Hamilton’s Day of Honour

The National Day of Honour was marked on Parliament Hill and across the country, as Canadians gathered to remember Canada’s mission in Afghanistan. The 12-year mission formally ended six weeks ago. Prime Minister Stephen Harper — along with his wife Laureen, and Governor General David Johnston — reflected on the one hundred and 58 soldiers who died, while in the hall of honour Friday. The day was also marked by a parade in Ottawa, as well as a memorial service in the senate.

And Hamilton is one of the many cities holding a ceremony. The armouries on James Street North will be the end venue. We spoke with some of the soldiers who served in Afghanistan.

Canada’s Afghanistan mission lasted 12 years. Cost the lives of 158 Canadian soldiers and left many others with lifelong memories.

“It was hot and dry, a very dusty country. There was this stark beauty to it too.”

Sgt Dave Ganong of the Royal Hamilton Light Infantry did a tour in Afghanstan and found a new sense of purpose in his work, even in the face of rocket attacks on his camp: “There was this incredible sense of fulfillment being there. That I was actively particpating in something that was going on, forwarding the aims of Canada and helping people that were there.”

“It’s a C3 howitzer.”

Chief Warrant Officer Paul Elliott of the Royal Canadian Artillery in Brantford was in Afghanistan and learned things about being a soldier: “How the canadian army worked together as a whole, a battle group, as a team. How the soldiers just not myself all the young soldiers. How they performed and how they did their duty.”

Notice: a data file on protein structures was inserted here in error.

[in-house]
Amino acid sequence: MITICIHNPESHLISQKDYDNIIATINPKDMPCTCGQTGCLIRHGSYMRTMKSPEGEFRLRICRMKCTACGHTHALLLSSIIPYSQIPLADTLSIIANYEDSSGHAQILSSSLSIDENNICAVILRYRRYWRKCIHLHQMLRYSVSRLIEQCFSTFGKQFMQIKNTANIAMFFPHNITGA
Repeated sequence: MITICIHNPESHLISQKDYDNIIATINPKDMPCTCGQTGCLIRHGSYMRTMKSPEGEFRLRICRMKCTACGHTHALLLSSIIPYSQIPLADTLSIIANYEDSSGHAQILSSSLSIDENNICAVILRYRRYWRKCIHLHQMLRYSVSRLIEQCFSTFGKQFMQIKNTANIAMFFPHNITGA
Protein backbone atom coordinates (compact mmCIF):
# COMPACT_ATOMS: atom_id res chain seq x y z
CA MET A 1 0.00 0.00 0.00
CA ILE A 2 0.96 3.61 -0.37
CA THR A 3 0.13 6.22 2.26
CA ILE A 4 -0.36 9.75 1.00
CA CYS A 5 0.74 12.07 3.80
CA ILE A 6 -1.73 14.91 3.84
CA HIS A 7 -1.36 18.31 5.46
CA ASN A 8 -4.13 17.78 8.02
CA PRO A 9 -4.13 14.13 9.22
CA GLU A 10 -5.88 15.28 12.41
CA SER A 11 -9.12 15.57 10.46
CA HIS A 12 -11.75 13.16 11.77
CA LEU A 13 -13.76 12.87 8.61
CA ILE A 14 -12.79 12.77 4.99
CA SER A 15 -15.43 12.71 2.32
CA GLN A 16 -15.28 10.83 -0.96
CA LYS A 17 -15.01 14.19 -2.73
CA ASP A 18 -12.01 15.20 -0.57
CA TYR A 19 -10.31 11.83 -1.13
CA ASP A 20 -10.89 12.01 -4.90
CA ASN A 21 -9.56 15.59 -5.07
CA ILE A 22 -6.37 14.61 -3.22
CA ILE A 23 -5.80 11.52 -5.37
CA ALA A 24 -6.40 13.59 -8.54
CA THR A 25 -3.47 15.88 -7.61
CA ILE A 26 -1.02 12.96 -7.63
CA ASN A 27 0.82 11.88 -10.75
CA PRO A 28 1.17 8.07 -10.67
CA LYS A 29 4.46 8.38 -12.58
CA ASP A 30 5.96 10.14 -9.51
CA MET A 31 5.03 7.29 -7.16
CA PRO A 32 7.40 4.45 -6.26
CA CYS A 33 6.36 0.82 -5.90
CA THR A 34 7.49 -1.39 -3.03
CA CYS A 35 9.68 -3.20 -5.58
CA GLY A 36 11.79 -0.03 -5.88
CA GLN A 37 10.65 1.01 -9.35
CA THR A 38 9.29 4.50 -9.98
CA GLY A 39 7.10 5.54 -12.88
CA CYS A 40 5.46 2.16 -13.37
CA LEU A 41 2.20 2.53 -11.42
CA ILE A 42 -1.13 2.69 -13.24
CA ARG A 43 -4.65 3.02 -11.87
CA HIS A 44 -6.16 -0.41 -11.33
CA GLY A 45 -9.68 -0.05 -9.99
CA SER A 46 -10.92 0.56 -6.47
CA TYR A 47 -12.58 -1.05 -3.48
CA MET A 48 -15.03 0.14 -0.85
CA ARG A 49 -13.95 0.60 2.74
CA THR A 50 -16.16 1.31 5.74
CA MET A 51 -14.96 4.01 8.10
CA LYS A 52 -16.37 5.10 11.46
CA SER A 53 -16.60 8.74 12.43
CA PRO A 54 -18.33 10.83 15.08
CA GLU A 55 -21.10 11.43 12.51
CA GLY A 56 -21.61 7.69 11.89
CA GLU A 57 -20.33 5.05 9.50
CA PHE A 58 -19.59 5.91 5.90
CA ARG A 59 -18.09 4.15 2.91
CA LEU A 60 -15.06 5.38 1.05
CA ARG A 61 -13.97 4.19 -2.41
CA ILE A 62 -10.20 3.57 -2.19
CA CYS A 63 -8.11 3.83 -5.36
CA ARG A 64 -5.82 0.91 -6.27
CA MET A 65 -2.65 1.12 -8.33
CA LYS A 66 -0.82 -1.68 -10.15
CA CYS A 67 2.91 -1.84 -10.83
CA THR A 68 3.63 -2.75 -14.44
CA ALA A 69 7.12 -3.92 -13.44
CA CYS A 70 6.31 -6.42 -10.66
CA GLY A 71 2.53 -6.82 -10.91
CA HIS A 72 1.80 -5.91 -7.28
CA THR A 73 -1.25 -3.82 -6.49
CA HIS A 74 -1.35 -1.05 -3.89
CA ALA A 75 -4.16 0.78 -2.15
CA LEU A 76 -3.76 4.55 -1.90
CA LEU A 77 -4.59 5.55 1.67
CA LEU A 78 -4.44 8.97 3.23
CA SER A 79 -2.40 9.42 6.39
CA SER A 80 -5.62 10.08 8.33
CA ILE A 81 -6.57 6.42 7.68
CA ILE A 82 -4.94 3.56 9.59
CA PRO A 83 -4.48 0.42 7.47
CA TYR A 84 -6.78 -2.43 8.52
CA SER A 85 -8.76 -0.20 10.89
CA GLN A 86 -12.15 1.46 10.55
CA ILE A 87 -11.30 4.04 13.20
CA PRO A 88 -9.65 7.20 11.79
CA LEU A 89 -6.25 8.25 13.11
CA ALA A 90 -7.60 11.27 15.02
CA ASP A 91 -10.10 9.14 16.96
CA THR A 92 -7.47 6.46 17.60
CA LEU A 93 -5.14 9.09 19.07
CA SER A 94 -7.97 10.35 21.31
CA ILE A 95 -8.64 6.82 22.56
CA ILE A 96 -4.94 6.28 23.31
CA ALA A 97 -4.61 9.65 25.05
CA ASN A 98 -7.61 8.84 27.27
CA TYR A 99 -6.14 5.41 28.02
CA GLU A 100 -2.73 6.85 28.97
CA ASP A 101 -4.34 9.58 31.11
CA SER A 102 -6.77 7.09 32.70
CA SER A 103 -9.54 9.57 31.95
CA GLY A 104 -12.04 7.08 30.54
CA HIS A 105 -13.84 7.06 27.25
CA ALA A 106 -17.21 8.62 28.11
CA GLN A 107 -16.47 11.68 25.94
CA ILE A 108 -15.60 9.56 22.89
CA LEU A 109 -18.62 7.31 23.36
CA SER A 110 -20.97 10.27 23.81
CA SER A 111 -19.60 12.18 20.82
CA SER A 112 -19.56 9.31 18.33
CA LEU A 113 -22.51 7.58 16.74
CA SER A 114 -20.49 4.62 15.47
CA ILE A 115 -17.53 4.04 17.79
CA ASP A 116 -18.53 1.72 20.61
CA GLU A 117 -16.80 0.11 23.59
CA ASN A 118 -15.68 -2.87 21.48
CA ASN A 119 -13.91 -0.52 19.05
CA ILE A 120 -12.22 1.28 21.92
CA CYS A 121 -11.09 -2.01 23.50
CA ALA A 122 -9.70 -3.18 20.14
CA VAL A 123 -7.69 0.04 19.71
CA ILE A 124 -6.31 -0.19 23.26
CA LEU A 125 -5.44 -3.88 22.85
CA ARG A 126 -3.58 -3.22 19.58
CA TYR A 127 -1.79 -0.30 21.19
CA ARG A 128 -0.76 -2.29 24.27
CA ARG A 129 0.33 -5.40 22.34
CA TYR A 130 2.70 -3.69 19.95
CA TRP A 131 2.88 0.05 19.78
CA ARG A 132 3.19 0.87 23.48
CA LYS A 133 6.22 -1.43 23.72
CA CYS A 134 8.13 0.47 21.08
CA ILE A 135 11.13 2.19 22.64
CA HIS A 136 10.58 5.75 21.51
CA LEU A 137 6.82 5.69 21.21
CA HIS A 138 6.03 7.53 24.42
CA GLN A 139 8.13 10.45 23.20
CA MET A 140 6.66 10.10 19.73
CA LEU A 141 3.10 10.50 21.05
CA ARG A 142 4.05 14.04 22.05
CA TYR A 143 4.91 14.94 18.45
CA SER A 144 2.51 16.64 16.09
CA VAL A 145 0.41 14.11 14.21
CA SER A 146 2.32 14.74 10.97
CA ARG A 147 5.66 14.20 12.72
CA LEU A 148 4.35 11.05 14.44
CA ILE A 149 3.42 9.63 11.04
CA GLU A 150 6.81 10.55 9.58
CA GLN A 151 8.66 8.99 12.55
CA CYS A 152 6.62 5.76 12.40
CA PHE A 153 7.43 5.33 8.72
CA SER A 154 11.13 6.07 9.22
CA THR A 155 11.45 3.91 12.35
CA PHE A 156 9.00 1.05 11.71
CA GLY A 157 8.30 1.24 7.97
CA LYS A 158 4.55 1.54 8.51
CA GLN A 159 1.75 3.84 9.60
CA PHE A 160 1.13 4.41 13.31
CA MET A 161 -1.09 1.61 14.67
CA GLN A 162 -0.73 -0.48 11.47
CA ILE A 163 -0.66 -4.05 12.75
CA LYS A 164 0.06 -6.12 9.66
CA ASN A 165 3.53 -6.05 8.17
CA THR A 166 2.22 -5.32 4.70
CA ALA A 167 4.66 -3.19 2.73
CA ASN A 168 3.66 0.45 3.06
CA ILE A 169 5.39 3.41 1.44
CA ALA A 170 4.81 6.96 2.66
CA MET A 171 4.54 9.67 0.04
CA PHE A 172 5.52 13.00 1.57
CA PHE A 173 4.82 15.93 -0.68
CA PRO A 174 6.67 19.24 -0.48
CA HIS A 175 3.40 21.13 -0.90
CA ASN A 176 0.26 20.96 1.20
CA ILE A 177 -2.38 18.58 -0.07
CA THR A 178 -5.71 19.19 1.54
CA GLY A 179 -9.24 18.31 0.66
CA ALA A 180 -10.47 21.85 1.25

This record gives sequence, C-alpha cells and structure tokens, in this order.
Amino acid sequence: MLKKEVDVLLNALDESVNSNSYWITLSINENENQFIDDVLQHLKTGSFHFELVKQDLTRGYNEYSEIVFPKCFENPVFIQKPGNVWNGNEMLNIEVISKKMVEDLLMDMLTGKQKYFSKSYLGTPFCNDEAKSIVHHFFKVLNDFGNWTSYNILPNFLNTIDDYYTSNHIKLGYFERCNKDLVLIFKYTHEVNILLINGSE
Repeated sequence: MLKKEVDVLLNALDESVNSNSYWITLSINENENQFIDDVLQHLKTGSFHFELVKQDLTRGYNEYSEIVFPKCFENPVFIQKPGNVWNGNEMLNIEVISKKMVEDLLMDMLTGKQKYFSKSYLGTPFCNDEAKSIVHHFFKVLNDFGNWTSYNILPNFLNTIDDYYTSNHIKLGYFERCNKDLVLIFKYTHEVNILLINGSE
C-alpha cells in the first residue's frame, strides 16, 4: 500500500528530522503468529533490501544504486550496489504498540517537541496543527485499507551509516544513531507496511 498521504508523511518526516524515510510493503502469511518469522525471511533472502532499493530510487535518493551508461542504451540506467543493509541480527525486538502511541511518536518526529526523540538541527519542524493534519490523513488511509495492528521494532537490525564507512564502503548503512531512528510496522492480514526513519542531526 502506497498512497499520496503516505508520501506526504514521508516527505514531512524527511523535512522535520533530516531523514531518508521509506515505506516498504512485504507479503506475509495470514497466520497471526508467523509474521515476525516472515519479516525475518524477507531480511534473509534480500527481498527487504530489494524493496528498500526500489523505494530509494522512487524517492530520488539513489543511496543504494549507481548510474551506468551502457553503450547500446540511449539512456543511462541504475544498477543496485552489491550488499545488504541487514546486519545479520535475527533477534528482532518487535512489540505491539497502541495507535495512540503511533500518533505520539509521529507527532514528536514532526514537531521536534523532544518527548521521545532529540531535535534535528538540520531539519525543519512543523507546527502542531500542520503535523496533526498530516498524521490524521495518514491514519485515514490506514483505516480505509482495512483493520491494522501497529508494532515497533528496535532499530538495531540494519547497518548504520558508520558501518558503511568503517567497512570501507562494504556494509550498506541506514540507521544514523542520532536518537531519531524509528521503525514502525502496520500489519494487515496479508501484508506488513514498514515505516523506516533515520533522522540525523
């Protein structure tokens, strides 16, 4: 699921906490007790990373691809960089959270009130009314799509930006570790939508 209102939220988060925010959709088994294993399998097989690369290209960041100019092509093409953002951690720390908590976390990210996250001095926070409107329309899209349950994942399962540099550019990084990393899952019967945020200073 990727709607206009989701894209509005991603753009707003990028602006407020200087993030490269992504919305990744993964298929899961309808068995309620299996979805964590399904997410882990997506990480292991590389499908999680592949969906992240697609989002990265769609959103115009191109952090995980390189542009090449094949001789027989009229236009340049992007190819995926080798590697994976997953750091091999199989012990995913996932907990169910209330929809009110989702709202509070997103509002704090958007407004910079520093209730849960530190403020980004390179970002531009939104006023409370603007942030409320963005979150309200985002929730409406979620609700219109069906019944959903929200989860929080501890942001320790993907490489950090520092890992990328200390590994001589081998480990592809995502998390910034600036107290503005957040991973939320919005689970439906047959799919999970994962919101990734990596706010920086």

And Captain Kevin Smith was an artillery instructor who came under fire in Afghanistan but also taught some of the soldiers who were killed.

“It’s mostly those I knew who didn’t come back, that to me is what the Afghanistan experience is about.”

While there’s criticism of the Afghan mission, Smith says Canadians should recall the terrorist attacks that sparked the war: “What it was like on that morning of 911. How we felt then. That we had a sense that we had to do something.”

And from the point of view of soldiers who were there, Canada can point to a mission accomplised.

Paul said: “I’ve personally seen things with the Afghan people. They were allowed to vote. Girls were going to school.”

“I think that we were there to help people. I think that we were there to stablize the region and I think we did accomplish that.”

This Day of Honor was put together fairly quickly. We only found out about it in March, when the Canadian military operation in Afghanistan officially ended. But the Afghan vets say the ceremonies are appreciated as a recognition of what the Canadians did in Aghanistan and the sacrifices they made.


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